Researchers at Princeton University have identified a set of human proteins that the hepatitis B virus (HBV) uses to establish itself permanently inside liver cells. The study, published in the journal Nature Microbiology, could suggest new directions for therapies to treat chronic HBV infection, a condition that increases the risk of developing liver cancer and is responsible for almost 900,000 deaths worldwide each year.
Over 250 million people are chronically infected with HBV. The condition remains incurable and patients currently require lifelong treatment with antiviral drugs that still leave them at an increased risk of developing not only liver cancer but also other liver diseases, including liver cirrhosis.
When HBV first enters its host's liver cells, its DNA genome contains several gaps and other imperfections that need to be repaired before the virus can establish a permanent infection. To do this, HBV must enlist the help of its host cell's DNA repair machinery, but exactly which components of this machinery the virus needs has remained a mystery for decades.
To identify the components required to repair HBV DNA, Alexander Ploss, an associate professor of molecular biology at Princeton, and postdoctoral fellow Lei Wei recreated the process in a test tube. The researchers tested dozens of DNA repair factors and found that a set of just five factors purified from human cells was sufficient for the repair process. Removing even one of these five factors prevented the repair process from being successfully completed, suggesting that targeting any of these five factors can potentially prevent HBV infection.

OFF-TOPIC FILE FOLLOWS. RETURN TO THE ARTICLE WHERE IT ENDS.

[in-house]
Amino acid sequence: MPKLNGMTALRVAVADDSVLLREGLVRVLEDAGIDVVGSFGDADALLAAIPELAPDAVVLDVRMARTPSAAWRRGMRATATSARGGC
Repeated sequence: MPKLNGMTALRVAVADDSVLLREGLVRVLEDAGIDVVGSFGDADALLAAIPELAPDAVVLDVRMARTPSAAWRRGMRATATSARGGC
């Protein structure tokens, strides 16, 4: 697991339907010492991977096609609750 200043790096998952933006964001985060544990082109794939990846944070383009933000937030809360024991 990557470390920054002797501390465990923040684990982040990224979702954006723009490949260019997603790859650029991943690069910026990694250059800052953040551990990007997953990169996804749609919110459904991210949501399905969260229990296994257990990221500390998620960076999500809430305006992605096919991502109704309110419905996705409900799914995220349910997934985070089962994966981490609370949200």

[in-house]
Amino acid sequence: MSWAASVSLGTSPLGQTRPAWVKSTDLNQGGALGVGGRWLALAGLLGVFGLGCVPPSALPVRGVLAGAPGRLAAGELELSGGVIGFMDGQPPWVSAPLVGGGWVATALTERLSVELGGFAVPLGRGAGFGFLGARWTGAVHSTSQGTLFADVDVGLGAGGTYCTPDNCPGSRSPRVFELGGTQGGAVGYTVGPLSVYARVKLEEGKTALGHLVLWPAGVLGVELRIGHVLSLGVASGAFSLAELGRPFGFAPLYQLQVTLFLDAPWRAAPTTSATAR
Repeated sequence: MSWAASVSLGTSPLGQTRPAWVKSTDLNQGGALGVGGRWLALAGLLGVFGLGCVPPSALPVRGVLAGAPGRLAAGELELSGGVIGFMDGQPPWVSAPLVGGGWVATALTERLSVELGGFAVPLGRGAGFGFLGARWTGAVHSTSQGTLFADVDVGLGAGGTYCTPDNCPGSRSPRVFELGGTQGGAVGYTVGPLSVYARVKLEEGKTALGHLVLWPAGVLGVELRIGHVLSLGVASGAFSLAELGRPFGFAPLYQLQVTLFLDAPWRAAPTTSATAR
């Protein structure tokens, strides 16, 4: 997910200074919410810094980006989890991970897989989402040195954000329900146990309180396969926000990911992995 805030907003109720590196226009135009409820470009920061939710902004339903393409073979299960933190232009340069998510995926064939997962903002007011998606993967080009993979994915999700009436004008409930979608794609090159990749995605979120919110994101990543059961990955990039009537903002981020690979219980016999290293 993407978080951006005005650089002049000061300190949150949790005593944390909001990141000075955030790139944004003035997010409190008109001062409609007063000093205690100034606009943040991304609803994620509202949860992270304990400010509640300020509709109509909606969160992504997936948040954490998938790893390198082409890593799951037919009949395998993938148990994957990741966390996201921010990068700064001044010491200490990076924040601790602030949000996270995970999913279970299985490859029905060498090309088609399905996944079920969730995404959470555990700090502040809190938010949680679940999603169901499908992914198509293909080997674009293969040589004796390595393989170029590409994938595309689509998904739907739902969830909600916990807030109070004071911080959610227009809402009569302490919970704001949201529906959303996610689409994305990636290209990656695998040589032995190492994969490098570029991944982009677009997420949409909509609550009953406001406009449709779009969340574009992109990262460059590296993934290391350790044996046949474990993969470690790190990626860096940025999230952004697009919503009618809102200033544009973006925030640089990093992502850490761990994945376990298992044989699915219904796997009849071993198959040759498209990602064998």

One of the essential repair factors, an enzyme known as DNA polymerase delta, is inhibited by a drug called aphidicolin. Wei and Ploss found that aphidicolin treatment can prevent the repair of HBV DNA, not only in the test tube but also in virally infected liver cells.
Ploss hopes that further studies will reveal exactly how the five repair factors work together to fix the HBV genome. "Our study is an excellent starting point to finally answer the decades-old question of how the stable form of the virus's DNA is generated," Ploss said. "Until we understand this process, which is crucial for HBV persistence, targeted clinical therapies that can completely clear the infection will remain out of reach."
The work was supported by the National Institutes of Health, the American Cancer Society, the Burroughs Wellcome Fund, the New Jersey Commission on Cancer Research and Princeton University.
The study, "Core components of DNA lagging strand synthesis machinery are essential for the reconstitution of hepatitis B virus cccDNA formation," by Lei Wei and Alexander Ploss, was published in the journal Nature Microbiology on Monday, March 9, 2020.